There are *positive* real numbers \(x\) and \(y\) which solve the equations \[2x + ky = 4, \qquad x+y = k\] for

all values of \(k\);

no values of \(k\);

\(k=2\) only;

only \(k>-2\).

The second equation tells us that \(x=k-y\).

We can substitute this into the first equation to give \(2(k-y)+ky=4\), or \(y(k-2) +2k-4=0\).

Note that \(2k-4=2(k-2)\), so the equation factorises to \((k-2)(y+2)=0\).

So either \(k = 2\), or \(y = -2\), or both.

Clearly if \(y = -2\), we will never have a solution to the pair of equations that gives positive values for both \(x\) and \(y\).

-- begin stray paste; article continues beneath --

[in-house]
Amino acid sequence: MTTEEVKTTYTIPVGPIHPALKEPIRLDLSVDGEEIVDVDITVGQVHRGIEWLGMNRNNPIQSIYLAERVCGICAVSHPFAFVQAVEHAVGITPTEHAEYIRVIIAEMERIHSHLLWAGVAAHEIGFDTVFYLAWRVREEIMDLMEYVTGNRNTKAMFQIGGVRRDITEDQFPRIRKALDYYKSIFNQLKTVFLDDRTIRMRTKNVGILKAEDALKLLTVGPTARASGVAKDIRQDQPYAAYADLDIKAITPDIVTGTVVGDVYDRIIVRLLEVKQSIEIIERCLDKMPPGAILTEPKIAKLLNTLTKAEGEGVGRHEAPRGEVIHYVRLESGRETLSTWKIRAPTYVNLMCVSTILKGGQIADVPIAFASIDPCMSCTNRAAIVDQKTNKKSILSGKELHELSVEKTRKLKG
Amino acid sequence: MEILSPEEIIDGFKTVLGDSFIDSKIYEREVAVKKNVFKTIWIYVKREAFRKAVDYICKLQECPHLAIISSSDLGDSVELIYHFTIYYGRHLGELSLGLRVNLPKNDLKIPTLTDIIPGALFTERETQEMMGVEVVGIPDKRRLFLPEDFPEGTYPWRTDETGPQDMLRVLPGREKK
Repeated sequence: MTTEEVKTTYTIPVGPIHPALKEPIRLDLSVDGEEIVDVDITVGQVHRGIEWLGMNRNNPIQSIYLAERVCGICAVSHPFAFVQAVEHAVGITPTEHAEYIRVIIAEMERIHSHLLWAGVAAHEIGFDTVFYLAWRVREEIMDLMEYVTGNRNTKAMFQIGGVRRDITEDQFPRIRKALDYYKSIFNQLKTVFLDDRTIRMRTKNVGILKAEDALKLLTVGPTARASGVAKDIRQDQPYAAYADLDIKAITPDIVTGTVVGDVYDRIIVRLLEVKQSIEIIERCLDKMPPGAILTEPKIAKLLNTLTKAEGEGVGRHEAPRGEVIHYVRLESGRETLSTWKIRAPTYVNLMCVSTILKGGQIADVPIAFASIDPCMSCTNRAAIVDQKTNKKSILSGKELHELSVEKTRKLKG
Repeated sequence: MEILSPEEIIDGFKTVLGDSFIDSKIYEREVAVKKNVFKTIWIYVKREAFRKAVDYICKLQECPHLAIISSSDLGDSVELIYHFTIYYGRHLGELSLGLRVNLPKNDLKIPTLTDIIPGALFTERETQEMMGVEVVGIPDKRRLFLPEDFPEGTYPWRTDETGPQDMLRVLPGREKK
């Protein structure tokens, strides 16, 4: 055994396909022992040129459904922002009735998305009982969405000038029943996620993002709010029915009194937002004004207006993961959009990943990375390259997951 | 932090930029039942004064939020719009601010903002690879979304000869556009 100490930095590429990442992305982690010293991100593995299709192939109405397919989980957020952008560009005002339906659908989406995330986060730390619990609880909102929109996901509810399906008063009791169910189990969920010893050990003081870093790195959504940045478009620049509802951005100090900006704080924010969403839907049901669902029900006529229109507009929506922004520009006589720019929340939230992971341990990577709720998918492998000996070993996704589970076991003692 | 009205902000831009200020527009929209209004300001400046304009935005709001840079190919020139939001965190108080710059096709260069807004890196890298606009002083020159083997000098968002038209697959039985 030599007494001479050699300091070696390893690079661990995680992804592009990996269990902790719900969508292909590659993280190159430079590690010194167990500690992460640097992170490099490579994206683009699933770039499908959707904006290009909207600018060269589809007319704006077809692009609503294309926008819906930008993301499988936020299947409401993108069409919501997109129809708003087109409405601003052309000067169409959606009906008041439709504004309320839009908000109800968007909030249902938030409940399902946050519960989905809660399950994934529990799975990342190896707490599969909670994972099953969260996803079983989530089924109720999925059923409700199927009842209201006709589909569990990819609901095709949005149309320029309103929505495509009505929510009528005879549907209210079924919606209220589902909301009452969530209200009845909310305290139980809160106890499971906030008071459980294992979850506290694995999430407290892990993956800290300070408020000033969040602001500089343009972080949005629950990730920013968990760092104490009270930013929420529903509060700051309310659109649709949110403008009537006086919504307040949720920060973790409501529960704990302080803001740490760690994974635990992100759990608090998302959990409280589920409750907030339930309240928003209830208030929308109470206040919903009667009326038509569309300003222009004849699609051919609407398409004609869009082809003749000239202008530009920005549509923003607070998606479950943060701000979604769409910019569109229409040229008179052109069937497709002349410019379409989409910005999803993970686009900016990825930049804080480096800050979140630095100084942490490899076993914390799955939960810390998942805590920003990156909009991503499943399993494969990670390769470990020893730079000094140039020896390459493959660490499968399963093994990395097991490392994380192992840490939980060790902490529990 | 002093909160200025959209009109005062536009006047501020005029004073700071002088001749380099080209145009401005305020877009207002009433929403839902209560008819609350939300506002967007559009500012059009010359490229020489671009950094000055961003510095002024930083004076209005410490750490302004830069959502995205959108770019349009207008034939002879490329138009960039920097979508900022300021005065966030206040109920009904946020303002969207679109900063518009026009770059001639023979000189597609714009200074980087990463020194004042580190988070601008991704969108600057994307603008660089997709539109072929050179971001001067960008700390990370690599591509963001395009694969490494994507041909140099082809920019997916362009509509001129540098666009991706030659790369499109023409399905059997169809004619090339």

Our only hope for such a solution is therefore \(k = 2\).

This gives us \(2x+2y = 4\) and \(x+y=2\). In this case, the lines representing each equation coincide, and we have infinitely many solutions for the pair of equations.

In particular we have the solution \(x = 1, y = 1\), and so a solution where both \(x\) and \(y\) are positive is possible.

Thus the answer is (c).